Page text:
South Africa’s presidency announced on Wednesday, December 13, that President Cyril Ramaphosa will appeal a court decision that nullified his official recognition of King Misuzulu kaZwelithini as the Zulu nation’s king. The North Gauteng High Court in Pretoria ruled on Monday that Ramaphosa violated due process by not establishing an investigating panel when a dispute over the throne emerged, as required by the Leadership Act of 2019.

King Misuzulu assumed the Zulu throne in 2021 after the passing of his father and regent mother, King Goodwill Zwelithini. Despite receiving official recognition from President Ramaphosa in October the following year, his traditional coronation faced a 15-month delay due to family disagreements over succession. The court has now instructed the president to appoint an investigating committee of Zulu royal experts to determine the legitimate heir to the throne, emphasizing that King Misuzulu remains the identified heir.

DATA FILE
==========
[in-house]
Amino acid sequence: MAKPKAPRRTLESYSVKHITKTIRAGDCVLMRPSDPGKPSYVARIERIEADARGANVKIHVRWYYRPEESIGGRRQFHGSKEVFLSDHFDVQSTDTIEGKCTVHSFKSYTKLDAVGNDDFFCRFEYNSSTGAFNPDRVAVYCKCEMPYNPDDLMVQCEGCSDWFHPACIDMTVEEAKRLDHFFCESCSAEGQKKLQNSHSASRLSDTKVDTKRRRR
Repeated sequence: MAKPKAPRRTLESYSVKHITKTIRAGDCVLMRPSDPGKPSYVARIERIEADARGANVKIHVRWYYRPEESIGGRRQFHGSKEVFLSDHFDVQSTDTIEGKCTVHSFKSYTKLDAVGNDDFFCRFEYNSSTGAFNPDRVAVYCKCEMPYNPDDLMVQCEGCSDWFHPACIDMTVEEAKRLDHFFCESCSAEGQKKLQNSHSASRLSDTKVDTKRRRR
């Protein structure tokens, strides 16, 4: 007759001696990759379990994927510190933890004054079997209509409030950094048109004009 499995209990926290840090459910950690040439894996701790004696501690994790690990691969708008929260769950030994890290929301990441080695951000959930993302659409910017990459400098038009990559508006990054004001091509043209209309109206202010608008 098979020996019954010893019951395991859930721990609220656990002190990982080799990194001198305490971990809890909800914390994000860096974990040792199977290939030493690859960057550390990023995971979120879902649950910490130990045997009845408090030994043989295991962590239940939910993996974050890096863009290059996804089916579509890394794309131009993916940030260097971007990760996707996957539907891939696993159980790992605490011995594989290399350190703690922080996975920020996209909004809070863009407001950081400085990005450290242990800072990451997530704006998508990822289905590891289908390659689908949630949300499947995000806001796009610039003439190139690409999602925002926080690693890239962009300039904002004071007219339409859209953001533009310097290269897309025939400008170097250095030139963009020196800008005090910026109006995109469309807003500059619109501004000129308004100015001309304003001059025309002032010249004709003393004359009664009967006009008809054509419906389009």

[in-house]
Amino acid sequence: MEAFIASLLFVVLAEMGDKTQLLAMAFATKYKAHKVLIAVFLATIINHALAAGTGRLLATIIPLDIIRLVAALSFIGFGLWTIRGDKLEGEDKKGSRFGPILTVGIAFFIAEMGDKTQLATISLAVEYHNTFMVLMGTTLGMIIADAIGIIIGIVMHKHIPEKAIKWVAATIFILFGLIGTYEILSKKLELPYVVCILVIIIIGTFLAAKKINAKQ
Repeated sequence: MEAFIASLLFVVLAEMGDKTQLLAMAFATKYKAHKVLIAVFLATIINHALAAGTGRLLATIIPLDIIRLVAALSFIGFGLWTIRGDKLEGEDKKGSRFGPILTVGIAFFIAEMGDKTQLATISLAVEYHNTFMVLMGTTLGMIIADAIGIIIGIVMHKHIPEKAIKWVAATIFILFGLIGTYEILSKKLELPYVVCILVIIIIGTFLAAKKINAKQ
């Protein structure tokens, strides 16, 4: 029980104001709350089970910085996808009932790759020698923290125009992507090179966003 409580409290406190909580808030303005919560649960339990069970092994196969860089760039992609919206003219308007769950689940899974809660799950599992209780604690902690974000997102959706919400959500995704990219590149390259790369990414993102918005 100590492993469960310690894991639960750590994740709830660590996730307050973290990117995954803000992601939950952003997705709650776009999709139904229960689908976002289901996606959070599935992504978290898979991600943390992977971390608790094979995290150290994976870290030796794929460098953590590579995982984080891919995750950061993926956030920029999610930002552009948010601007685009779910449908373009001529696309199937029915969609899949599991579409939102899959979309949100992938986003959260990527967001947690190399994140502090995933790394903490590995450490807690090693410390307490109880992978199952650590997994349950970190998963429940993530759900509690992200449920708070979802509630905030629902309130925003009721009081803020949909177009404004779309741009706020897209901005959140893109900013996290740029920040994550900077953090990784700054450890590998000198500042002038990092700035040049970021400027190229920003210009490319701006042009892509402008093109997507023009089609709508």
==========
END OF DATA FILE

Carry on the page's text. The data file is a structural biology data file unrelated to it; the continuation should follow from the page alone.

This legal development stems from a dispute within the royal family, with Misuzulu’s half-brother, Prince Simakade Zulu, claiming entitlement to the throne. A previous court challenge to Misuzulu’s ascension, launched in March 2022 in the KwaZulu-Natal Division of the High Court, was dismissed, affirming his rightful position according to customary law.

The succession issue holds substantial significance beyond symbolic power, as King Misuzulu inherited nearly 30,000 square kilometers of land, equivalent to the area of Belgium, managed by a trust generating revenues for him. With approximately 10 million South Africans identifying as Zulus, the Zulu nation constitutes the country’s largest ethnic group, with the monarch enjoying constitutional recognition. Although lacking executive powers, the king wields considerable moral authority.

 

Piers Potter

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